cnly rank among the minor poets; but scarcely one of that tribe has noted with finer observation the minute circumstances in rural nature that afford pleasure in description, or has derived from the regions of fiction more animated and picturesque scenery.

ODE TO THE FIRST OF APRIL

With dalliance rude young Zephyr wooes
Coy May. Full oft with kind excuse
The boisterous boy the fair denies,
Or with a scornful smile complies.

Mindful of disaster past,
And shrinking at the northern blast,
The sleety storm returning still,
The morning hoar, and evening chill ;
Reluctant comes the timid Spring.
Scarce a bee, with airy ring,
Murmurs the blossom’d boughs around,
That clothe the garden's southern bound :
Scarce a sickly straggling flower,
Decks the rough castle's rifted tower :
Scarce the hardy primrose peeps
From the dark dell's entangled steeps ;
O’er the fields of waving broom
Slowly shoots the golden bloom :
And, but by fits, the furze-clad dalt
Tinctures the transitory gale.

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While from the shrubbery's naked maze,
Where the vegetable blaze
Of Flora's brightest 'broidery shone,
Every chequer'd charın is flown;
Save that the lilac hangs to view
Its bursting gems in clusters blue.

Scant along the ridgy land
The beans their new-born ranks expand :
The fresh-turn'd soil with tender blades
Thinly the sprouting barley shades :
Fringing the forest's devious edge,
Half rob'd appears the hawthorn hedge;
Or to the distant eye displays
Weakly green its budding sprays.

The swallow, for a moment seen,
Skims in haste the village green;
From the gray moor, on feeble wing,
The screaming plovers idly spring: -
The butterfly, gay-painted soon,
Explores awhile the tepid noon :
And fondly trusts its tender dyes
To fickle suns, and flattering skies.

Fraught with a transient, frozen shower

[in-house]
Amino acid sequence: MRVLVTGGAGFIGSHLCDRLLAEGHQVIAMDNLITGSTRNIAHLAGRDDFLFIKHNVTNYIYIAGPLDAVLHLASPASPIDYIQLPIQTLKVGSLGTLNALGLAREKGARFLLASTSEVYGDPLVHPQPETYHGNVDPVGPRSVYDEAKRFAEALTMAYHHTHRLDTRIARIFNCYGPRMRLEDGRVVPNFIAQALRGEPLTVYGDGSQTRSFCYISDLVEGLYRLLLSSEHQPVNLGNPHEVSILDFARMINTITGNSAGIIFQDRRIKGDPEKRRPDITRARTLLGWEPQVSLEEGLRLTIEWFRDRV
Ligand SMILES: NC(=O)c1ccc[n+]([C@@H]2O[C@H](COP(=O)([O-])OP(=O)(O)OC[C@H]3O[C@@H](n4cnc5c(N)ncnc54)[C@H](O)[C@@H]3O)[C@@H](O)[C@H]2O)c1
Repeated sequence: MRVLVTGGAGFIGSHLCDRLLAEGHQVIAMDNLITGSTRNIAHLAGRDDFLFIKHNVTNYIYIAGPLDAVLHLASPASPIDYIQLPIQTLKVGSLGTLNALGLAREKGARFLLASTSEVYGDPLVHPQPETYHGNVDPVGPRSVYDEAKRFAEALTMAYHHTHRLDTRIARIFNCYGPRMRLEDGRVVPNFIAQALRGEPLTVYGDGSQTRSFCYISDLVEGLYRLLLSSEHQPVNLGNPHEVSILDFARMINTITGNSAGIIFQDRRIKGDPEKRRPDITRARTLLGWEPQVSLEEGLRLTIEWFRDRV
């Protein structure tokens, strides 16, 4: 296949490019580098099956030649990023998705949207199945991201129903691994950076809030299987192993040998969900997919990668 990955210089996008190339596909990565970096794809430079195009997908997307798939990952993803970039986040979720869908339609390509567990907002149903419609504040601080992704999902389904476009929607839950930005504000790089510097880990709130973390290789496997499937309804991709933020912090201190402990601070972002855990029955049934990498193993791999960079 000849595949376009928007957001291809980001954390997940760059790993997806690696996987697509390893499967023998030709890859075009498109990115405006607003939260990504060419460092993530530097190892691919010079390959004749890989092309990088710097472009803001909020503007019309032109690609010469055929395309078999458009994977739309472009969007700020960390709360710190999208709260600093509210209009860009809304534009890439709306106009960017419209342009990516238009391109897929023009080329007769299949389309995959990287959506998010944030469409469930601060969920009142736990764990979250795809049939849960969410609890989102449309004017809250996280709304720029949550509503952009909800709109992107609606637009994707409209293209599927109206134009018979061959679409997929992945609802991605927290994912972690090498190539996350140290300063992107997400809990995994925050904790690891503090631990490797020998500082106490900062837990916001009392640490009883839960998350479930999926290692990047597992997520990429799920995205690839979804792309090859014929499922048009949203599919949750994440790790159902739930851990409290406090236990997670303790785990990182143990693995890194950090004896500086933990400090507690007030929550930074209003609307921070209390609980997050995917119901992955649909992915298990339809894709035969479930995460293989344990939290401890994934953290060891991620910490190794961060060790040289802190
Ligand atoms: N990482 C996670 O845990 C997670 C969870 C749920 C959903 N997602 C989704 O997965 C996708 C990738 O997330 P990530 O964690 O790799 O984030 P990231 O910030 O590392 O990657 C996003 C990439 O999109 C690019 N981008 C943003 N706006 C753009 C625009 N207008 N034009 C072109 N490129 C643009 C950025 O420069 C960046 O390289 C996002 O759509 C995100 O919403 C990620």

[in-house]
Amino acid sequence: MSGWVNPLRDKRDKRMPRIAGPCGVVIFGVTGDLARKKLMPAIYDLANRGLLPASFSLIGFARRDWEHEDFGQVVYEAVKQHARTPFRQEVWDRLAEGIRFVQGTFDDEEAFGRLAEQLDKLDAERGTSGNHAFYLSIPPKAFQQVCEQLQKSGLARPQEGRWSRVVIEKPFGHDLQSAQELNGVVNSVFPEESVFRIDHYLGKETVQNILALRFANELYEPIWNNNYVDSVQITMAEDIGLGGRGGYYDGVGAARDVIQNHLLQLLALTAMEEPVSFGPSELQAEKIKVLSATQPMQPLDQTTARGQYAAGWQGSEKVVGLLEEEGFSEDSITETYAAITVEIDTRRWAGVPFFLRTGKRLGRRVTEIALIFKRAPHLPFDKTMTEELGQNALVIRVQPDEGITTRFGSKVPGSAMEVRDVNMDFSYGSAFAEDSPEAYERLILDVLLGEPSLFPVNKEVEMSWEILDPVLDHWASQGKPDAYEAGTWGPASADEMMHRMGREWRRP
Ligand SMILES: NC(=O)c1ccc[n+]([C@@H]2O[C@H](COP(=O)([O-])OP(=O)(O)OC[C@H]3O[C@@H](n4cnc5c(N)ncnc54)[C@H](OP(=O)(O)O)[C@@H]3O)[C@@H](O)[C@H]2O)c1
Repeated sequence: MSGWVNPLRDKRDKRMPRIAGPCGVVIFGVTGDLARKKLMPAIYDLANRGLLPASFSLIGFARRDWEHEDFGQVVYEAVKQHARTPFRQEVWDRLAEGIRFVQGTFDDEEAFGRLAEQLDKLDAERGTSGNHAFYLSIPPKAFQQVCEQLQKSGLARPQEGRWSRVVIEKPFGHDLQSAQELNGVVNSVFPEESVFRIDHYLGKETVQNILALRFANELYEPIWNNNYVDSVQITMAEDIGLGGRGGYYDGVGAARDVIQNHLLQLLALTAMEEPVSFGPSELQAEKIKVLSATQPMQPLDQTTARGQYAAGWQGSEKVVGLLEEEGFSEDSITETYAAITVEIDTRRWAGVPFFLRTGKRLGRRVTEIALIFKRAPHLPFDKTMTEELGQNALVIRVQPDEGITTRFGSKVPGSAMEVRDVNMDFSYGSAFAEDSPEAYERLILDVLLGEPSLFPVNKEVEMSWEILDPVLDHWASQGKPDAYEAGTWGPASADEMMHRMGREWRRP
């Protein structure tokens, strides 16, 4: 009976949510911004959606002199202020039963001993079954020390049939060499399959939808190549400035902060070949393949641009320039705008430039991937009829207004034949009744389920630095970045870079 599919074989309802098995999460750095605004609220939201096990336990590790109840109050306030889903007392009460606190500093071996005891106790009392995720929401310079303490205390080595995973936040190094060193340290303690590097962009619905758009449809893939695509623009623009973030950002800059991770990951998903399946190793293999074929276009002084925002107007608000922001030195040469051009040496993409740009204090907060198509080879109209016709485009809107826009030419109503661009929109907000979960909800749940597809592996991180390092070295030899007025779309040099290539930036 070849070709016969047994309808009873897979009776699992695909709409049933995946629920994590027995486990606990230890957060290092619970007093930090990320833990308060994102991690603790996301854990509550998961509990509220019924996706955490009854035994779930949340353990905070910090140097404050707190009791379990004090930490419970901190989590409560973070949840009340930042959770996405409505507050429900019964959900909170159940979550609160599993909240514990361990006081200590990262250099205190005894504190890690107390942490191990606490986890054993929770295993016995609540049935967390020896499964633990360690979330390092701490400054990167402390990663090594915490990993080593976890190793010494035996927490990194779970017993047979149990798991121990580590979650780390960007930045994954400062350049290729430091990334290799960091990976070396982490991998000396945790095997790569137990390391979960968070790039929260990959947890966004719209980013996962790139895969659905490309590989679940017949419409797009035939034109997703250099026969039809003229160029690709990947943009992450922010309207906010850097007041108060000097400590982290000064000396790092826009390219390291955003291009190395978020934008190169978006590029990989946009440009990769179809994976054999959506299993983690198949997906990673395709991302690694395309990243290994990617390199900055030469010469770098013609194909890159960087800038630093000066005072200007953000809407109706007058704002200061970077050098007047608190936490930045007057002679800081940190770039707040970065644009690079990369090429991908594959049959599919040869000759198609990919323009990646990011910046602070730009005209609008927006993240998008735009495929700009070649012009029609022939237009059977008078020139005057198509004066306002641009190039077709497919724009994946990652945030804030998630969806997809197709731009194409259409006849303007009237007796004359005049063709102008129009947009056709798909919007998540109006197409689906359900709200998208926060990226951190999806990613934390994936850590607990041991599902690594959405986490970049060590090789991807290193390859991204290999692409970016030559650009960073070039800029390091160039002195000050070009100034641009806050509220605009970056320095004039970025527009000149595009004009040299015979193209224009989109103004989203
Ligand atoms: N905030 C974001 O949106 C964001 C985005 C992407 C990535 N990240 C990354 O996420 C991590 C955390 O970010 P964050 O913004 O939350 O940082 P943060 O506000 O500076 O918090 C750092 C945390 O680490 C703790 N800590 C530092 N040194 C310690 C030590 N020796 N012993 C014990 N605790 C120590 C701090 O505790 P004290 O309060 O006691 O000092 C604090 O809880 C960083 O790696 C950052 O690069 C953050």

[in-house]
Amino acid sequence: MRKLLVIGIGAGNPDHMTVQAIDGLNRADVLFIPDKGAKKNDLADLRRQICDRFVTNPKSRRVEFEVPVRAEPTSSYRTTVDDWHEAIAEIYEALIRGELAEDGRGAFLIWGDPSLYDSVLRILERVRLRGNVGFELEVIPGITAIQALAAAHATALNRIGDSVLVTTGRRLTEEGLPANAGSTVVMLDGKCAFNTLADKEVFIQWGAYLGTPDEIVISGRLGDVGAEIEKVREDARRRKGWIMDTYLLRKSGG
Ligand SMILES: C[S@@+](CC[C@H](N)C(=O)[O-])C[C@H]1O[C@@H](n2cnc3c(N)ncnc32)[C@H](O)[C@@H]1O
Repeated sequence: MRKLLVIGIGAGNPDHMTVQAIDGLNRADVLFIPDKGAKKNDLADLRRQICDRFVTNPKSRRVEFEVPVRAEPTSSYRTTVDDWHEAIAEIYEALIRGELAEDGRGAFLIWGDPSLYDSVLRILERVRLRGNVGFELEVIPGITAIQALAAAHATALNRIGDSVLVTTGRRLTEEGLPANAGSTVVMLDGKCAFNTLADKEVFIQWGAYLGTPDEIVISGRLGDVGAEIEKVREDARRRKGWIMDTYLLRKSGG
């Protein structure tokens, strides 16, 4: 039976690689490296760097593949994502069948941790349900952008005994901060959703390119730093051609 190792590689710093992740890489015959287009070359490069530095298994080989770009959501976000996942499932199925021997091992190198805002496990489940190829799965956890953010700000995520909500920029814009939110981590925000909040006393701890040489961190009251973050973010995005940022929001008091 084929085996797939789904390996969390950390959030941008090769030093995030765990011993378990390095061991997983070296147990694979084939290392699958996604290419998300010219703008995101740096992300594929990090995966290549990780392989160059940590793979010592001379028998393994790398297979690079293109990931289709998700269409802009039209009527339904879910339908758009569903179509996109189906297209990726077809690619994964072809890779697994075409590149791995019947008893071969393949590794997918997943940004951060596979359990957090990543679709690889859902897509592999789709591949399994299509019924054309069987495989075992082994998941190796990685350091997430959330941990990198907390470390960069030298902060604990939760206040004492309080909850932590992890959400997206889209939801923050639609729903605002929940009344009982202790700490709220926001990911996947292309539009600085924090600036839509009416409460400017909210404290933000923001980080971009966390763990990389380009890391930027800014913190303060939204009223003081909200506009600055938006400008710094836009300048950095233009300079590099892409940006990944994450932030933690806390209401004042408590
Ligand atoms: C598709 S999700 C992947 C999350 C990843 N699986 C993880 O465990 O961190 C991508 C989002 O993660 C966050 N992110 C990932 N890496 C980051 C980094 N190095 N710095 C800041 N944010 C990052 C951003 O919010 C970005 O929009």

If a cloud should haply lower,
Sailing o'er the landscape dark,
Mute on a sudden is the lark;
But when gleams the Sun again
O'er the pearl-besprinkled plain,
And from behind his watery vail
Looks through the thin descending hail ;
She mounts, and, lessening to the sight,
Salutes the blithe return of light,

And high her tuneful track pursues
Mid the dim rainbow's scatter'd hues.

Where in venerable rows
Widely waving oaks enclose
The mote of yonder antique hall,
Swarm the rooks with clamorous call;
And to the toils of nature true,
Wreath their capacious nests anew.

Musing through the lawny park,
The lonely poet loves to mark
How various greens in faint degrees
Tinge the tall groupes of various trees;
While, careless of the changing year,
The pine cerulean, never sere,
Towers distinguish'd from the rest,
And proudly vaunts her winter vest..

Within some whispering osier isle,
Where Glym's * low banks neglected smile ;
And each trim meadow still retains
The wintry torrent's oozy stains :
Beneath a willow, long forsook,
The fisher seeks his custom'd nook ;
And bursting through the crackling sedge,
That crowns the current's cavern'd edge,

town,

* The Glym is a small river in Oxfordshire, flowing through Warton's parish of Kiddington, or Cuddington, and dividing it into upper and lower It is described by

himself in his account of Cuddington, as a deep but narrow stream, winding through willowed meadows, and abounding in trouts, pikes, and wild-fowl. It gives name to the village of Glymton, which adjoins to Kiddington.